An Easter Tradition Recipe

by K.A.S.

Easter can be one of those holidays that brings the “Big Time” pressure. How big is your kid’s basket? What did you put inside? Are they wearing the “proper” church attire? The endless checklist that must include white eggs and lots of food dye. Don’t get too commercial about the holiday. Focus on “Jesus is the reason for the season.” How on earth am I to get a family to be dressed in their Sunday best while they’re stuffing their faces with chocolate? I’m mean, come on. We’ve all been there. Dealt with these standards I’m not sure who started. I can’t say much about good riddance to them since I hold myself to most of them. Having grown up in a home where Easter was more than just that the bunny had arrived at our house but held a special significance with our faith, I saw my mom maintain the exhausting state that trying to do it all can have on a mom during a major holiday. Yet, I do it all just like so many of us, because I want them to experience the fun without loosing the importance of the faith.

When I first got married, my mom gave me a book full of family recipes she had collected over the years. Many that I had consumed while at her kitchen table. She included the below recipe I’m going to share with you today. At the time when I browsed through the book, I was unsure of why she included it. Then I had children.

We first tried this recipe when our oldest was 4 years old. We performed each activity together and at one point, she broke down in tears. I didn’t realize the impact it would have on our little girl but the point of making the cookies was received. We do it every year now and with each child that has been added to the family, there is an age appropriate activity that they can perform.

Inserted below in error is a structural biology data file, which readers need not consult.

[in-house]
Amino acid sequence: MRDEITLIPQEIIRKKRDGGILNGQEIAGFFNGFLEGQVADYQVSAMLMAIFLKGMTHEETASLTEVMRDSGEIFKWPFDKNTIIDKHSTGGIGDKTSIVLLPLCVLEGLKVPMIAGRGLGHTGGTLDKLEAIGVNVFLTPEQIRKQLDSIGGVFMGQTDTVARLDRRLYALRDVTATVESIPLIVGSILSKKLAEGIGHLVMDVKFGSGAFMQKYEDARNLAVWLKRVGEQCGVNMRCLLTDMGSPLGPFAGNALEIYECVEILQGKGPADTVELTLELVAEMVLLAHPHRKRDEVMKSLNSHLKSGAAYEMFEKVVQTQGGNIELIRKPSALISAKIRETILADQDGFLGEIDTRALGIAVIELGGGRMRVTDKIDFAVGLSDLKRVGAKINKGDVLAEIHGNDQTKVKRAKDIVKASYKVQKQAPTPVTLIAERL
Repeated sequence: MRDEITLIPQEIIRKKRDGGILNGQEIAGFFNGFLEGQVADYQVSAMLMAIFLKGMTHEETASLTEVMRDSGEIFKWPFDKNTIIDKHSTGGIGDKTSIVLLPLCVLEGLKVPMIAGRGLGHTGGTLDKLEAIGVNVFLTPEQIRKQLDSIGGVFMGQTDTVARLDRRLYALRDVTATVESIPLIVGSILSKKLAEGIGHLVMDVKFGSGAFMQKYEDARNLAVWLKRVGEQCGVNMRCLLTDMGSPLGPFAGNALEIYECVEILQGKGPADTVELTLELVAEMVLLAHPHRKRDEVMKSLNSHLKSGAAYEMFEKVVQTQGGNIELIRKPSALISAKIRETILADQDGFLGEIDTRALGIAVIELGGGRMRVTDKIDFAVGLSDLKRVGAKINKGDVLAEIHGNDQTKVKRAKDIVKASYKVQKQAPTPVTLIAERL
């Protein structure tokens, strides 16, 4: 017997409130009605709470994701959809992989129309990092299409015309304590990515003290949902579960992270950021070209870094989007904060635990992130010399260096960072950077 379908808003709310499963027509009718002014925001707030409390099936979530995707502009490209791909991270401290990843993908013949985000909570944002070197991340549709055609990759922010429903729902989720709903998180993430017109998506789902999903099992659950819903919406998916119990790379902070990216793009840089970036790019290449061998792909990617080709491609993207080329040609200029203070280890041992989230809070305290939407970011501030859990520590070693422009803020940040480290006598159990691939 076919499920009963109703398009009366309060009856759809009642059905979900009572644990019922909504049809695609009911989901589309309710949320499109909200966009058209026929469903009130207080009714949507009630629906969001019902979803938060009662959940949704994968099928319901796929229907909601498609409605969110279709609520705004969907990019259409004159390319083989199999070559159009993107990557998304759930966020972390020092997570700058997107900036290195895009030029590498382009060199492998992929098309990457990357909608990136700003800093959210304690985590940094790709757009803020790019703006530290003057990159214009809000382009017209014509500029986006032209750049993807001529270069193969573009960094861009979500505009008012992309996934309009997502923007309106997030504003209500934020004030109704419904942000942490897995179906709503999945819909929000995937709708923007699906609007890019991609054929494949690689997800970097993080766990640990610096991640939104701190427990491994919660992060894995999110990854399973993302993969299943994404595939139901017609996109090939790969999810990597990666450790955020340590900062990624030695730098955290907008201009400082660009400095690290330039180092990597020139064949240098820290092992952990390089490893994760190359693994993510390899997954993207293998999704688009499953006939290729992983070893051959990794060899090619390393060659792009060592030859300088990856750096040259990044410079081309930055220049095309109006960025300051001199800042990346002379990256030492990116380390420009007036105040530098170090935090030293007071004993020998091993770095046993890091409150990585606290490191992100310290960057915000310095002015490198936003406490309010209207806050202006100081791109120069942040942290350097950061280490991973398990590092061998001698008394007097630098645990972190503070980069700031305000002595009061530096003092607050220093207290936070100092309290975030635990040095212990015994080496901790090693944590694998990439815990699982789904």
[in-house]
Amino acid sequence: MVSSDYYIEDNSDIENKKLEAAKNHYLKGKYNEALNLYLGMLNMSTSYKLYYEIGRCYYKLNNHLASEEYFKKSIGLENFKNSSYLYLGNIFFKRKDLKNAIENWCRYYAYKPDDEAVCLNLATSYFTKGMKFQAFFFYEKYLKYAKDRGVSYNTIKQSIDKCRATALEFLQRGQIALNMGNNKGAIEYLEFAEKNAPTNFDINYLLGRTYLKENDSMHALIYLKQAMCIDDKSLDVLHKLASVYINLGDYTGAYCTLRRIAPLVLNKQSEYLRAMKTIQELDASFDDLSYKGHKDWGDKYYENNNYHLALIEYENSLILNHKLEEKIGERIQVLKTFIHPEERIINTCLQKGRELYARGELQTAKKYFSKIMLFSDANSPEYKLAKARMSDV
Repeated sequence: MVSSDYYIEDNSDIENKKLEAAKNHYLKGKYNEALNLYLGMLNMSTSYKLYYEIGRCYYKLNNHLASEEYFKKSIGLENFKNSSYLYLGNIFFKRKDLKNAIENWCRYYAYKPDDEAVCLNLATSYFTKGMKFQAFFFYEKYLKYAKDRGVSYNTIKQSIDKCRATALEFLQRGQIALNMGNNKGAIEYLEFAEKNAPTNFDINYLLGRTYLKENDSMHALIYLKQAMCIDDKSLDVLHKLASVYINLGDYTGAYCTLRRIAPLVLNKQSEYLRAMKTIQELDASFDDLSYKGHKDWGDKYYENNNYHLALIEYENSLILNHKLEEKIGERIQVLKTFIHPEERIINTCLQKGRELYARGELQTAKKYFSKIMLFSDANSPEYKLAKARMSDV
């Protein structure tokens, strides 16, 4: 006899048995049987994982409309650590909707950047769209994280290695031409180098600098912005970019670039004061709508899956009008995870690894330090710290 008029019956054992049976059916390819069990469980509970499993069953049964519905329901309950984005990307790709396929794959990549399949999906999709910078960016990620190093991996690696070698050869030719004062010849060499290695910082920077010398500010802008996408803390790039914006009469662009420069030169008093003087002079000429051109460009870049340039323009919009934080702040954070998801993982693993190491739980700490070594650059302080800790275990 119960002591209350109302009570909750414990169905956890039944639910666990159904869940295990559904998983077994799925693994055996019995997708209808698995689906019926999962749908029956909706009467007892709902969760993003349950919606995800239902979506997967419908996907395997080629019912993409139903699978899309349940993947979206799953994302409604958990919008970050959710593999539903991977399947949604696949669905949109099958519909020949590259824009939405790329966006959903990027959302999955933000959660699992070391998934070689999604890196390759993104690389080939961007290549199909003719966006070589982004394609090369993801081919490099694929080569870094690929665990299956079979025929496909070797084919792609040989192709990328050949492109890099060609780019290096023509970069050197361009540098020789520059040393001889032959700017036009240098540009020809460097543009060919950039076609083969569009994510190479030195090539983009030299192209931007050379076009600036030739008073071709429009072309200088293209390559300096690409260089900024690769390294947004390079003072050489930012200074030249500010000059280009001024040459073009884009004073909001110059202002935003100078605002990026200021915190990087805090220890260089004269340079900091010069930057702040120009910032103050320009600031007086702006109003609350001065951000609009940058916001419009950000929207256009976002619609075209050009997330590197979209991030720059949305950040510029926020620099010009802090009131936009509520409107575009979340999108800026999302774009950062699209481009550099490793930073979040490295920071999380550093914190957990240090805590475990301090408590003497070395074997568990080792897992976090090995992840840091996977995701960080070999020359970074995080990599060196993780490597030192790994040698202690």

We’ve read the Bible story, held each Resurrection Egg, read countless Easter books, but nothing moved them to understanding what Jesus went through as much as this had. It’s a solemn thing to do as a family together and one that doesn’t require hours. Because who has that on the weekend of Easter?! What’s your favorite Easter tradition?

Easter Story Cookies

*To be made the evening before Easter.*
1 cup pecans
1 tsp white vinegar
3 egg whites
salt – a pinch for each child
1 cup sugar
Kitchen tools:
ziploc bag
wooden spoon or rolling pin
electric mixer
wax paper
cookie sheet
scotch tape

Preheat oven to 300 – to not skip.
Place 1 cup of pecans in ziploc bag. Let children beat nuts in bag with a wooden spoon or rolling pin. Explain that after Jesus was arrested he was beaten by the Romans soldiers. Read John 19:1-3
Place 1 teaspoon vinegar in a mixing bowl. Let each child smell the vinegar. Explain that when Jesus was thirsty on the cross he was given vinegar to drink. Read John 19:28-30
Add 3 egg whites into vinegar. (Separate eggs in a different bowl. No yolk can get near your main recipe.) Eggs represent life. Explain that Jesus gave his life to give us new life. Read John 10:10-11
Sprinkle a little salt into each child’s hand. Let them taste it and brush the rest into the bowl. Explain that this represents the salty tears shed by Jesus’ followers, and the bitterness of our own sin. Read Luke 23:27
So far the ingredients are not very appetizing. Add 1cup of sugar. Explain that the sweetest part of the story is that Jesus died because he loves us. He wants us to know and belong to him. Read Psalm 334:8 and John 3:16
Beat the ingredients with a mixer on high speed for 12-15 minutes until stiff peaks are formed. Explain that the color white represents the purity in God’s eyes of those whose sins have been cleansed by Jesus. Read Isaiah 1:18 and John 3:1-3
Fold in the broken nuts from the ziploc bag.
Drop by teaspoons onto a wax paper covered cookie sheet. Explain that each mound represents the rocky tomb where Jesus’ body was laid. Read Matthew 27:57-60
Put the cookie sheet in the oven, close the door and turn the oven OFF. (Please note that I have not had great success with dry and hollow cookies. I think the elevation might have something to do with it. So, this year I’m letting mine bake for 5 minutes before turning off.)
Give each child a piece of tape and seal the oven door. Explain that Jesus’ tomb was sealed. Read Matthew 27:65-66
Go to bed! Explain that they may feel sad to leave cookies in the oven overnight. Jesus’ followers were in the despair when the tomb was sealed. Read 16:20-22
On Easter morning, open the oven and give everyone a cookie. Notice the cracked surface and take a bite. The cookies are hollow! On the first Easter, Jesus’ followers were amazed to find the tomb empty. Read Matthew 28:1-9